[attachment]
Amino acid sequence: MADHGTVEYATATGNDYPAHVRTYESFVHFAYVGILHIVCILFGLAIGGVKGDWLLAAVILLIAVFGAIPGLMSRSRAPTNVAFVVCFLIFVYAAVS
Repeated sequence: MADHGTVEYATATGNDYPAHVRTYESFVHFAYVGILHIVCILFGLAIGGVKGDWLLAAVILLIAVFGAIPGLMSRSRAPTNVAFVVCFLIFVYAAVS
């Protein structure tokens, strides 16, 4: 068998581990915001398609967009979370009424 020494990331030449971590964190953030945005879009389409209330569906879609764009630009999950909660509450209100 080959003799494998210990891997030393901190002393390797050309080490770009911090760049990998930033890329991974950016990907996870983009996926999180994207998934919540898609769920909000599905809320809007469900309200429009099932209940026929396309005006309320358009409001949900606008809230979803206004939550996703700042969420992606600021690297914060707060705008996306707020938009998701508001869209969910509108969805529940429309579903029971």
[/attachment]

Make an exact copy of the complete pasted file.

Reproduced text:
Amino acid sequence: MADHGTVEYATATGNDYPAHVRTYESFVHFAYVGILHIVCILFGLAIGGVKGDWLLAAVILLIAVFGAIPGLMSRSRAPTNVAFVVCFLIFVYAAVS
Repeated sequence: MADHGTVEYATATGNDYPAHVRTYESFVHFAYVGILHIVCILFGLAIGGVKGDWLLAAVILLIAVFGAIPGLMSRSRAPTNVAFVVCFLIFVYAAVS
């Protein structure tokens, strides 16, 4: 068998581990915001398609967009979370009424 020494990331030449971590964190953030945005879009389409209330569906879609764009630009999950909660509450209100 080959003799494998210990891997030393901190002393390797050309080490770009911090760049990998930033890329991974950016990907996870983009996926999180994207998934919540898609769920909000599905809320809007469900309200429009099932209940026929396309005006309320358009409001949900606008809230979803206004939550996703700042969420992606600021690297914060707060705008996306707020938009998701508001869209969910509108969805529940429309579903029971």